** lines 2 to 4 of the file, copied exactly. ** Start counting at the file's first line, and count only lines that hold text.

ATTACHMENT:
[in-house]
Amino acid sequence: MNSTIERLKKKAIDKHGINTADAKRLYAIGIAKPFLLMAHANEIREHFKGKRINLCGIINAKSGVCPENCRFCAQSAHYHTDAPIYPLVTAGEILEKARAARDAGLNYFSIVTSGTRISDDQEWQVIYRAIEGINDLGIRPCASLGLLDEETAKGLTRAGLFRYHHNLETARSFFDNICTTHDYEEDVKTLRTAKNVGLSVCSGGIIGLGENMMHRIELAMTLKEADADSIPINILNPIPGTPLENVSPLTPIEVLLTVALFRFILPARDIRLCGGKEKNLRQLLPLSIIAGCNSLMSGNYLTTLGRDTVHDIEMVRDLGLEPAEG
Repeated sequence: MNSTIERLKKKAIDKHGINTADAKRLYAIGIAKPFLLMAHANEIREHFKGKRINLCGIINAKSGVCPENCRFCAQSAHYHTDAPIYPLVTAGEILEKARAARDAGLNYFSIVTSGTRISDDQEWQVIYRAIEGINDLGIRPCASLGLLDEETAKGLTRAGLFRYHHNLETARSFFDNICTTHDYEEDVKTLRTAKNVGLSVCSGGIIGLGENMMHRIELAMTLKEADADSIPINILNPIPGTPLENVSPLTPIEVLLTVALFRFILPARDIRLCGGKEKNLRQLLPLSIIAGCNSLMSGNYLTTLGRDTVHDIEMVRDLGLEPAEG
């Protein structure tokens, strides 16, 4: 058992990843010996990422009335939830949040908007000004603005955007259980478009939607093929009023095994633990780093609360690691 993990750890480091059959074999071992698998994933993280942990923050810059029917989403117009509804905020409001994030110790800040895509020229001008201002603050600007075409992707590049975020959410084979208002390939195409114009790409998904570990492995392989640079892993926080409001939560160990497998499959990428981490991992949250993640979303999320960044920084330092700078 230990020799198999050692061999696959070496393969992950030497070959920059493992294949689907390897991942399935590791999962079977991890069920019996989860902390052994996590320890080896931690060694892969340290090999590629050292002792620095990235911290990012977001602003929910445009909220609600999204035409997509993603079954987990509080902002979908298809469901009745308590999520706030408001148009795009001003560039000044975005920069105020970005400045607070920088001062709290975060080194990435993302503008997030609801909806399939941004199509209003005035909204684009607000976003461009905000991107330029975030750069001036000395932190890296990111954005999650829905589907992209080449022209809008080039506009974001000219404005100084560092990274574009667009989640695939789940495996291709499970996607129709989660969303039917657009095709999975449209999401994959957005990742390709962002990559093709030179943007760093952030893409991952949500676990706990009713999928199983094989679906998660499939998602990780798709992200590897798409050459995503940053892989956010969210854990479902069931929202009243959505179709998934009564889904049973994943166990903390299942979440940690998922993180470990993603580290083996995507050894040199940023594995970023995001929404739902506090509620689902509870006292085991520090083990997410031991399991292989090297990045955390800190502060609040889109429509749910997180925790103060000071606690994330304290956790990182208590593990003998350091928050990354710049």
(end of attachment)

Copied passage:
Amino acid sequence: MNSTIERLKKKAIDKHGINTADAKRLYAIGIAKPFLLMAHANEIREHFKGKRINLCGIINAKSGVCPENCRFCAQSAHYHTDAPIYPLVTAGEILEKARAARDAGLNYFSIVTSGTRISDDQEWQVIYRAIEGINDLGIRPCASLGLLDEETAKGLTRAGLFRYHHNLETARSFFDNICTTHDYEEDVKTLRTAKNVGLSVCSGGIIGLGENMMHRIELAMTLKEADADSIPINILNPIPGTPLENVSPLTPIEVLLTVALFRFILPARDIRLCGGKEKNLRQLLPLSIIAGCNSLMSGNYLTTLGRDTVHDIEMVRDLGLEPAEG
Repeated sequence: MNSTIERLKKKAIDKHGINTADAKRLYAIGIAKPFLLMAHANEIREHFKGKRINLCGIINAKSGVCPENCRFCAQSAHYHTDAPIYPLVTAGEILEKARAARDAGLNYFSIVTSGTRISDDQEWQVIYRAIEGINDLGIRPCASLGLLDEETAKGLTRAGLFRYHHNLETARSFFDNICTTHDYEEDVKTLRTAKNVGLSVCSGGIIGLGENMMHRIELAMTLKEADADSIPINILNPIPGTPLENVSPLTPIEVLLTVALFRFILPARDIRLCGGKEKNLRQLLPLSIIAGCNSLMSGNYLTTLGRDTVHDIEMVRDLGLEPAEG
């Protein structure tokens, strides 16, 4: 058992990843010996990422009335939830949040908007000004603005955007259980478009939607093929009023095994633990780093609360690691 993990750890480091059959074999071992698998994933993280942990923050810059029917989403117009509804905020409001994030110790800040895509020229001008201002603050600007075409992707590049975020959410084979208002390939195409114009790409998904570990492995392989640079892993926080409001939560160990497998499959990428981490991992949250993640979303999320960044920084330092700078 230990020799198999050692061999696959070496393969992950030497070959920059493992294949689907390897991942399935590791999962079977991890069920019996989860902390052994996590320890080896931690060694892969340290090999590629050292002792620095990235911290990012977001602003929910445009909220609600999204035409997509993603079954987990509080902002979908298809469901009745308590999520706030408001148009795009001003560039000044975005920069105020970005400045607070920088001062709290975060080194990435993302503008997030609801909806399939941004199509209003005035909204684009607000976003461009905000991107330029975030750069001036000395932190890296990111954005999650829905589907992209080449022209809008080039506009974001000219404005100084560092990274574009667009989640695939789940495996291709499970996607129709989660969303039917657009095709999975449209999401994959957005990742390709962002990559093709030179943007760093952030893409991952949500676990706990009713999928199983094989679906998660499939998602990780798709992200590897798409050459995503940053892989956010969210854990479902069931929202009243959505179709998934009564889904049973994943166990903390299942979440940690998922993180470990993603580290083996995507050894040199940023594995970023995001929404739902506090509620689902509870006292085991520090083990997410031991399991292989090297990045955390800190502060609040889109429509749910997180925790103060000071606690994330304290956790990182208590593990003998350091928050990354710049």